Political newcomer and former teacher Jason Williams appeared on the road to victory Tuesday night, as he led the Democratic primary for state superintendent of public instruction in all of the state’s counties except Maricopa.
Williams, 29, spent the past five years serving as executive director of the state’s Teach for America program, which places top university graduates as teachers in the toughest schools.
In early unofficial results, Williams led every county except Maricopa, which he said was a direct result of his campaigning — in a big yellow school bus — in the state’s rural areas.
“I wanted to run this with a very grass-roots campaign, in the spirit of the Democratic party,” he said. “We went and I pounded the pavement in every single corner of the state.”
The state’s largest teachers union, the Arizona Education Association, had backed his opponent, Phoenix father and former state lawmaker Slade Mead, 44.
Williams said building up name recognition to fight Mead’s was a challenge.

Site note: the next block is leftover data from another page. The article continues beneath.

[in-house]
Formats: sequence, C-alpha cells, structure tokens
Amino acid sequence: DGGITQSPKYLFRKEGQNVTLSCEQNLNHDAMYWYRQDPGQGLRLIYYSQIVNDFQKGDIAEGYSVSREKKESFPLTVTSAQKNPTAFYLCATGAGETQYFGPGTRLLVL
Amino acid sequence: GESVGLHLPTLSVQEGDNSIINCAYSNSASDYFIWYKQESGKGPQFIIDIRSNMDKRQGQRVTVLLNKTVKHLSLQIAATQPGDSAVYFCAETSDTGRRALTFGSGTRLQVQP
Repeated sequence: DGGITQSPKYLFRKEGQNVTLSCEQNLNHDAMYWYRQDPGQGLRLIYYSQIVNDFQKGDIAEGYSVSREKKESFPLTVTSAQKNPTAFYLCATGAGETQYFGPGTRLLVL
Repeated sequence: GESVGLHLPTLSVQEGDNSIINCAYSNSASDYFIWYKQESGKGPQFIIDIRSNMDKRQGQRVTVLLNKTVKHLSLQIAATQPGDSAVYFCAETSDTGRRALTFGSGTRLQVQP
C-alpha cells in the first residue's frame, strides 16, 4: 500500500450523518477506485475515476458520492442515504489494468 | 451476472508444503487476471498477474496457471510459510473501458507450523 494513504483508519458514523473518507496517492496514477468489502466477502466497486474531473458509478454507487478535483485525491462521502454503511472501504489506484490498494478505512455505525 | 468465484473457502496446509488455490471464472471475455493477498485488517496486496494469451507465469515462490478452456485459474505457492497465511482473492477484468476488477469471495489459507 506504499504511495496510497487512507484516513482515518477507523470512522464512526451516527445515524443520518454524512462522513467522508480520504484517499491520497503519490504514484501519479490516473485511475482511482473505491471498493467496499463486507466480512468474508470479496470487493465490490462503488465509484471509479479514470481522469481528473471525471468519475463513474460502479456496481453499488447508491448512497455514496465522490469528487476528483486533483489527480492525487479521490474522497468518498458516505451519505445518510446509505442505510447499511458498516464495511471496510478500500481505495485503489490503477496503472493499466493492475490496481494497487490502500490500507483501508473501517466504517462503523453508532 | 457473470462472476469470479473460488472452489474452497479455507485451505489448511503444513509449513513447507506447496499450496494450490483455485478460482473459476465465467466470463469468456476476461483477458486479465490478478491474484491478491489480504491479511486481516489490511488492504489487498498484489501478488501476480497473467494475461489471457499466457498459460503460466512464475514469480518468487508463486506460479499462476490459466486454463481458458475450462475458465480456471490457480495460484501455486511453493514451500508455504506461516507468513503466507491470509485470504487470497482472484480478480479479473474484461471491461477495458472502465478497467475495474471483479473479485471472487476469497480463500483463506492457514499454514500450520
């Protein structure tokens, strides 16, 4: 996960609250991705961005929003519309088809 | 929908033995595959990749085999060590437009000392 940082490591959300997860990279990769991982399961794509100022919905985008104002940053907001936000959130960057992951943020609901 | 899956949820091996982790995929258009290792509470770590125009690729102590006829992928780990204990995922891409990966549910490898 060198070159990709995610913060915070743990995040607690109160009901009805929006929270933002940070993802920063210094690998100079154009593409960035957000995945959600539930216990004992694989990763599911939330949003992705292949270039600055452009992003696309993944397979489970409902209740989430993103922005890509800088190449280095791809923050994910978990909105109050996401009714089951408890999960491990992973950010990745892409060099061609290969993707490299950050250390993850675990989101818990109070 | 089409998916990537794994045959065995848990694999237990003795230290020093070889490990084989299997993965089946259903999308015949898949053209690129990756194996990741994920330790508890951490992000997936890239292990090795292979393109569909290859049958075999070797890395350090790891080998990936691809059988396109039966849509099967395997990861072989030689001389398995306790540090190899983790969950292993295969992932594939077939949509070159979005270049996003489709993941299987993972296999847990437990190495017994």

“But that can be a positive or a negative thing, depending on what you brought to the table. I didn’t have to worry about that, I just had to get out with my own campaign,” he said.
Mead could not be reached for comment Tuesday night.
Williams’ campaign has focused on raising literacy in elementary schools and getting more local leaders to volunteer in schools — something he says his experience working with nonprofit and volunteer agencies will help him do.
On the campaign trail, he has positioned himself as a former teacher because his first job after he graduated from Boston College was working as a middle school teacher in Oakland, Calif., as part of Teach for America.
Williams raised $22,056 from Arizona contributors according to June reports — roughly twice what Mead raised in-state.
But Williams also found $14,700 from out of state, much coming from California, New York and Texas.
Both Williams and Mead campaigned on revamping the way Arizona’s Instrument to Measure Standards is administered, a contentious issue that will remain at the forefront of the race when Williams faces incumbent Tom Horne in the general election.
Kathy Herren, 37, filled out her ballot before she headed to the polls. Herren, a Tempe homemaker, said she approved of Horne, but some things in the educational system needed to be fixed.
“He’s done all right,” she said. “I don’t agree with the AIMS test. Teaching is now towards AIMS, not to kids.”